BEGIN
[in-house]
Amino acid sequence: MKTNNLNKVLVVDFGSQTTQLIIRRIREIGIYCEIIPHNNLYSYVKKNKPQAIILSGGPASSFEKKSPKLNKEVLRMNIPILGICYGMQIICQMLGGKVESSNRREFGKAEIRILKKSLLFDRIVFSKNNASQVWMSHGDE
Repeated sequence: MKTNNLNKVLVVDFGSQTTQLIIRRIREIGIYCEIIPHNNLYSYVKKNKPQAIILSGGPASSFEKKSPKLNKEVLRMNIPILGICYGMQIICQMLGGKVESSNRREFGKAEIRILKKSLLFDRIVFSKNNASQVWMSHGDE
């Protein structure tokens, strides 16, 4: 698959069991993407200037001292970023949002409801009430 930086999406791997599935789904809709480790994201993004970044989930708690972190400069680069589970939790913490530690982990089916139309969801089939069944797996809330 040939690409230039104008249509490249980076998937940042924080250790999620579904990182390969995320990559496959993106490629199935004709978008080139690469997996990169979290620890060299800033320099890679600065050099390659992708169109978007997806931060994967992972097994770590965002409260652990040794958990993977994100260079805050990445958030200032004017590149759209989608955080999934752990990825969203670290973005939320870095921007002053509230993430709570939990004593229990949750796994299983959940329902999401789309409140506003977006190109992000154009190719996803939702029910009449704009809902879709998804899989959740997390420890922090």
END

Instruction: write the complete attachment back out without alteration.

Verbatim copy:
[in-house]
Amino acid sequence: MKTNNLNKVLVVDFGSQTTQLIIRRIREIGIYCEIIPHNNLYSYVKKNKPQAIILSGGPASSFEKKSPKLNKEVLRMNIPILGICYGMQIICQMLGGKVESSNRREFGKAEIRILKKSLLFDRIVFSKNNASQVWMSHGDE
Repeated sequence: MKTNNLNKVLVVDFGSQTTQLIIRRIREIGIYCEIIPHNNLYSYVKKNKPQAIILSGGPASSFEKKSPKLNKEVLRMNIPILGICYGMQIICQMLGGKVESSNRREFGKAEIRILKKSLLFDRIVFSKNNASQVWMSHGDE
């Protein structure tokens, strides 16, 4: 698959069991993407200037001292970023949002409801009430 930086999406791997599935789904809709480790994201993004970044989930708690972190400069680069589970939790913490530690982990089916139309969801089939069944797996809330 040939690409230039104008249509490249980076998937940042924080250790999620579904990182390969995320990559496959993106490629199935004709978008080139690469997996990169979290620890060299800033320099890679600065050099390659992708169109978007997806931060994967992972097994770590965002409260652990040794958990993977994100260079805050990445958030200032004017590149759209989608955080999934752990990825969203670290973005939320870095921007002053509230993430709570939990004593229990949750796994299983959940329902999401789309409140506003977006190109992000154009190719996803939702029910009449704009809902879709998804899989959740997390420890922090």